The state legislature aims to greater define what constitutes antisemitism so as to help determine whether an investigation by state authorities needs to be conducted.
By JEREMY SHARON FEBRUARY 16, 2020 19:42
Legislation is currently being advanced through the Tennessee state legislature to better define what constitutes antisemitism, so as to help determine whether an investigation by state authorities needs to be conducted.The bills, currently working their way through both the state’s House of Representatives and Senate, come in the wake of an executive order issued by US President Donald Trump last year that directed the Justice Department and the Education Department to address discrimination cases against Jews under Title VI of the Civil Rights Act.Read More Related Articles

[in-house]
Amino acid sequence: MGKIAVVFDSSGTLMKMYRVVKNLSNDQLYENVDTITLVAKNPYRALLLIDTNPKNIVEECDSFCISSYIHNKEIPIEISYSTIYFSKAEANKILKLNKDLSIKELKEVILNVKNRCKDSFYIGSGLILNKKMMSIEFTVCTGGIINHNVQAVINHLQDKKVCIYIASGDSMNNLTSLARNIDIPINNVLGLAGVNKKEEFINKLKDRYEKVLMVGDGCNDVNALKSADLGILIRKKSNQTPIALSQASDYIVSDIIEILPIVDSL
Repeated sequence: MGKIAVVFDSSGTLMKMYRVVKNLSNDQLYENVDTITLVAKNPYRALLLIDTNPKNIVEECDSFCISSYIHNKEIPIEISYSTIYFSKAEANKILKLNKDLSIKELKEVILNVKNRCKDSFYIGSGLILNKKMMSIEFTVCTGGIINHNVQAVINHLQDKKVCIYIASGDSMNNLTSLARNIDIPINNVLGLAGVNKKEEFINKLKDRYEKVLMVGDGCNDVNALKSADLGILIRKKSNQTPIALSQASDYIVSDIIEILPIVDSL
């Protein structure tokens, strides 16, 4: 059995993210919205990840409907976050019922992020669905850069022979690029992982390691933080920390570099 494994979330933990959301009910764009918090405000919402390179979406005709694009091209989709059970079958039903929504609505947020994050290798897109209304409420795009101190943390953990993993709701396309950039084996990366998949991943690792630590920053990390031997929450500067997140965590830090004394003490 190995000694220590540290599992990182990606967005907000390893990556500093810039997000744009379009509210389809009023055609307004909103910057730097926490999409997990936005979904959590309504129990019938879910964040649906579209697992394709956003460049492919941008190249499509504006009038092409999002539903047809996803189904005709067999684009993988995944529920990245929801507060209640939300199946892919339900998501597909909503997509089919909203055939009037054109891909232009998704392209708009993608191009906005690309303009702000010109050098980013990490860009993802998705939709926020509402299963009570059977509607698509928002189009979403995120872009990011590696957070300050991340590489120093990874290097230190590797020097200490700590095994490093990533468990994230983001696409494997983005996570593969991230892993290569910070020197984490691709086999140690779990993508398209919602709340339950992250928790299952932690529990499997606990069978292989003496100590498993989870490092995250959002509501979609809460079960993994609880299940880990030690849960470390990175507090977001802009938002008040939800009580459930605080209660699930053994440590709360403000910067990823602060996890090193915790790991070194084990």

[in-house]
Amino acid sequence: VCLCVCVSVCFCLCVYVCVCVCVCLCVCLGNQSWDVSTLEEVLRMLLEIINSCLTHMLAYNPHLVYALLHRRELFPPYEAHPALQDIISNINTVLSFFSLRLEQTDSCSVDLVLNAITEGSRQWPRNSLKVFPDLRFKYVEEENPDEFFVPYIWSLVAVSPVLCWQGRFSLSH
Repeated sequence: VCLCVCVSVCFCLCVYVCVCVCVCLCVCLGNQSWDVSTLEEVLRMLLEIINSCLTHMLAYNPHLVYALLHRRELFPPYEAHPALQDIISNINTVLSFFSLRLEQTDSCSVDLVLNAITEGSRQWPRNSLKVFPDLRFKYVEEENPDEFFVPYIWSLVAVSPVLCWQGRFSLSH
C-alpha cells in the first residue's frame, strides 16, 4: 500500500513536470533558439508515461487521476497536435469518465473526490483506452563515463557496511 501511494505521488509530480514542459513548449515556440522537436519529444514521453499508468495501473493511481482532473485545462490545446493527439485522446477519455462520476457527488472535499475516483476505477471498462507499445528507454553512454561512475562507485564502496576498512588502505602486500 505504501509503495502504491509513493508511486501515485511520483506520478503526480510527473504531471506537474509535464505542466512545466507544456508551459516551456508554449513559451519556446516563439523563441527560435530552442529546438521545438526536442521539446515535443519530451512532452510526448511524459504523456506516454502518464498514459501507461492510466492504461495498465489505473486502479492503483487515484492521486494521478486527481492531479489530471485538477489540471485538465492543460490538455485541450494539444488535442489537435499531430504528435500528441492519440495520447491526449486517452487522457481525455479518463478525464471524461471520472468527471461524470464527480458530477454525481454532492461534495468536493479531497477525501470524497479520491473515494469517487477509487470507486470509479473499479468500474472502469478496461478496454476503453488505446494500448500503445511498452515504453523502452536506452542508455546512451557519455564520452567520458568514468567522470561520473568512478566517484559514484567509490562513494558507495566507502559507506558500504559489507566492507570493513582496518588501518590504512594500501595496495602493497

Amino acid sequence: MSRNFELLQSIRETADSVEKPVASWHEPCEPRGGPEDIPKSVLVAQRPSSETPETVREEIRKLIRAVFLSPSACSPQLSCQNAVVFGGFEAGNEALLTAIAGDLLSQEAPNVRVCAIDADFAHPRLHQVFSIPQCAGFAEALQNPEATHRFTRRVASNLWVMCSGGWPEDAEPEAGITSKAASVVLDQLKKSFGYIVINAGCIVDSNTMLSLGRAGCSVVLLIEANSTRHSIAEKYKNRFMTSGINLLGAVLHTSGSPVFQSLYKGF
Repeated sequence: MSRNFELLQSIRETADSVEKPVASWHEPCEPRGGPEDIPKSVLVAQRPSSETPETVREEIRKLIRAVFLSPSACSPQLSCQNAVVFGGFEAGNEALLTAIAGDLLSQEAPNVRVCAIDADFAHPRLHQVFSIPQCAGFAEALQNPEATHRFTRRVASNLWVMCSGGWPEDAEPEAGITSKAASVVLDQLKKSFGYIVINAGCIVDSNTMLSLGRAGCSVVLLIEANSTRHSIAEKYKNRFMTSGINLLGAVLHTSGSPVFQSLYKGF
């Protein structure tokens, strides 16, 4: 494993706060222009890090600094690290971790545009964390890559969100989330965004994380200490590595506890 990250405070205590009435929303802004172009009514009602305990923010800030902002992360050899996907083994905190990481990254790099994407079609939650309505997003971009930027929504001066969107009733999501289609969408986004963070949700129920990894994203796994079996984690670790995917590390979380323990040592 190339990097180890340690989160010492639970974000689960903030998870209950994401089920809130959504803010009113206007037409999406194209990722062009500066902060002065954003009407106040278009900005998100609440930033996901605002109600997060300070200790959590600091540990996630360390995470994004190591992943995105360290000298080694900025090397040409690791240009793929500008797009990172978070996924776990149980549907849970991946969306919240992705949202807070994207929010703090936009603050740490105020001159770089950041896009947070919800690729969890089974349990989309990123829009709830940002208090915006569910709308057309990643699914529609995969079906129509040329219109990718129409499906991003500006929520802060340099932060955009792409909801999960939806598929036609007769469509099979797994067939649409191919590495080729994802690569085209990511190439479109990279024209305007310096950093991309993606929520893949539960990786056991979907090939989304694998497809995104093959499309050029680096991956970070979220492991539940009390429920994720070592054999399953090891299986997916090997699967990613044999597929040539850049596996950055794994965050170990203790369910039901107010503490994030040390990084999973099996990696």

Both bills were introduced to the bicameral General Assembly at the beginning of February, have passed the requisite preliminary steps and were referred to the appropriate committees last week.The order was largely designed to prevent federal funds and resources being used for antisemitic events on college campuses, including some anti-Zionist events if they fall foul of the definition of antisemitism Trump’s measure adopted, which is the working definition of antisemitism of the International Holocaust Remembrance Alliance.
Trump’s executive order generated fierce debate, with critics arguing that some of the IHRA’s stipulations, such as that “claiming that the existence of a State of Israel is a racist endeavor” is antisemitic, could stymie free speech on college campuses and could contravene the First Amendment.
The legislation in Tennessee adopts the federal definition of antisemitism as laid out by the State Department’s definition, which is largely based on IHRA’s antisemitism definition.The bill is being advanced by Dolores Gresham, Tennessee state senator and chairwoman of the Senate Education Committee, and Mark White, chairman of the House Education Committee.